though my seat-of-the-pants market research leaves me pretty confident. I don't need to spend the kind of money Battleship Francesconi has been dumping into poll after poll in recent months to know that his effort to "put lipstick on the pig" hasn't yielded a millimeter of advantage so far in the battle for public sentiment.

  12. Dave Lister on 13 Apr 2004

    I find it interesting, if I read it correctly, that Adams has out fundraised Fish. I support Adams, for a variety of reasons, but I thought Fish had more of the big money folks behind him. Evidently not, I guess.

  13. Elizabeth on 13 Apr 2004

    Adams loaned himself $50 K.

  14. Randy Leonard on 13 Apr 2004

    "I also canvassed many neighborhoods, and found out just how widely disliked current Council incumbents are, Francesconi and Leonard in particular"

    Ouch! As if I am not taking enough incomings in my own race....
    "E Tu Thomas?"

  15. Amanda on 14 Apr 2004

    Well, since you brought up "incomings", Commissioner Leonard...

    According to The Oregonian article, the average donation to your campaign was around $1,500. Is that accurate? And if so, doesn't it conflict with your claim to be representing normal working people?

  16. Brian Smith on 14 Apr 2004

    The exclusion from debates has been going on for awhile, problem is there's nothing other candidates can do. I know there a quite few candidates for position #4 that feel the same way. People need to start asking these top candidates the tough questions without having the opposition. Isn't that the meaning of debate?

    For being a progressive city, the lead candidates seem to lack any real new ideas.

    Personally I have received a grand total of $25 in donations which covered my printing costs. I ran a campaign based on issues not endorsements and money. I definately need some polishing but I plan on following City Hall closely. Working on starting a Portland public advocacy group and build a progressive movement in this city. So whoever the winners are they better run a tight ship. We want action not more surveys and wasting money.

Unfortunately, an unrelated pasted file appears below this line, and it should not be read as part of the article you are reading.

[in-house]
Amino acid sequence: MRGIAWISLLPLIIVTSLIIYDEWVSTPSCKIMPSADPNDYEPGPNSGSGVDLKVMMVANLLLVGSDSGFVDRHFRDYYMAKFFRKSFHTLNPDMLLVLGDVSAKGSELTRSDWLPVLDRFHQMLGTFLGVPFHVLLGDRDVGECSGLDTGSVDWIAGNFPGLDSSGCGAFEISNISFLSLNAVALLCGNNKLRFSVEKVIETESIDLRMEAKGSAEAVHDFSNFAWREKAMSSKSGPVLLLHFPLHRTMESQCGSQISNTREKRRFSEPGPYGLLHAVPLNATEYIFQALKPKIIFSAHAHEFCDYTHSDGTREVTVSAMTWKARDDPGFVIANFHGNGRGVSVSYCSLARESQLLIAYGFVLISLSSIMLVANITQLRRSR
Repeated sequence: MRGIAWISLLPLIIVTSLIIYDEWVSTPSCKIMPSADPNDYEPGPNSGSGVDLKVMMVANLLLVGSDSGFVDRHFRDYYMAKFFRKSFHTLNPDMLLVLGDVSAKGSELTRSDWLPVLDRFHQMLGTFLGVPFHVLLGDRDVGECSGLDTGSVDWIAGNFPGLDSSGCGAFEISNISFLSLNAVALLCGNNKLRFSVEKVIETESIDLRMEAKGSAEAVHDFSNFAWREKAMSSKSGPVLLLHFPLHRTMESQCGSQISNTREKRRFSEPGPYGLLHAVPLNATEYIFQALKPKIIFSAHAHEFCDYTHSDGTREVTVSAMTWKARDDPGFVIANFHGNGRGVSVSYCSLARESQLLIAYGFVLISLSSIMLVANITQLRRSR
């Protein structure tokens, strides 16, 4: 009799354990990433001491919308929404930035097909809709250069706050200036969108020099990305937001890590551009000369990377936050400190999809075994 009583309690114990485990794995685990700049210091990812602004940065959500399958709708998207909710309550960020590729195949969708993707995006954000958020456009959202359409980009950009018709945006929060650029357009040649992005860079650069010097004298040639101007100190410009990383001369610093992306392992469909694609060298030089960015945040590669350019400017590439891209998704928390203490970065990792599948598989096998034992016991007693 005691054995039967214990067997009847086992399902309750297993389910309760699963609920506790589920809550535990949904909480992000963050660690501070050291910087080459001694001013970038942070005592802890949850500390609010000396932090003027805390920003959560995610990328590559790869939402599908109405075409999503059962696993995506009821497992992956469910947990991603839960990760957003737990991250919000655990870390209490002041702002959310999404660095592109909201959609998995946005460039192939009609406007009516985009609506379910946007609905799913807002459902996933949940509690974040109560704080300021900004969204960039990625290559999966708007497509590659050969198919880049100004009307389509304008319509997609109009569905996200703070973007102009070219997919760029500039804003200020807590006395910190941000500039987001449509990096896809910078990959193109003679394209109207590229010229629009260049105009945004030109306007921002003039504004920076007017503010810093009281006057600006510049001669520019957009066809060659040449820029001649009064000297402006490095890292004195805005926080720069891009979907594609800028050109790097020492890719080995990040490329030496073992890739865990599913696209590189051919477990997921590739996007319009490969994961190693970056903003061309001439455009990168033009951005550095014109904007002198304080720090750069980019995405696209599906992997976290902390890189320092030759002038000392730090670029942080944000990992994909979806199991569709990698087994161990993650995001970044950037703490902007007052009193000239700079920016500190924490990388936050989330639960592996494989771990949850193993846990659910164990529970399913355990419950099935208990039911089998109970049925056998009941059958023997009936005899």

17. The One True b!X on 14 Apr 2004

    The exclusion from debates has been going on for awhile, problem is there's nothing other candidates can do.

    Sure there is. Show up at them anyway and talk to the people who attend both before and after the debate. Or if audience questions are taken, ask one and identify yourself as an excluded candidate.

    James Posey has done this at least once at a forum to which he was not invited.

Trackbacks (2)

  1. Really full disclosure on 12 Apr 2004

    The One True b!X is nudging Jim Francesconi's campaign in the direction of transparency, meaning posting its contributors daily. "Ed" responds (same link) that Tom Potter's campaign hasn't disclosed its contributors. But the real question is not who is...

  2. The color of money on 13 Apr 2004

    The candidates in the Oregon primary elections have filed their reports on how much they've raised so far for their campaigns. The numbers in the City of Portland municipal races can be found starting here; the State of Oregon reports...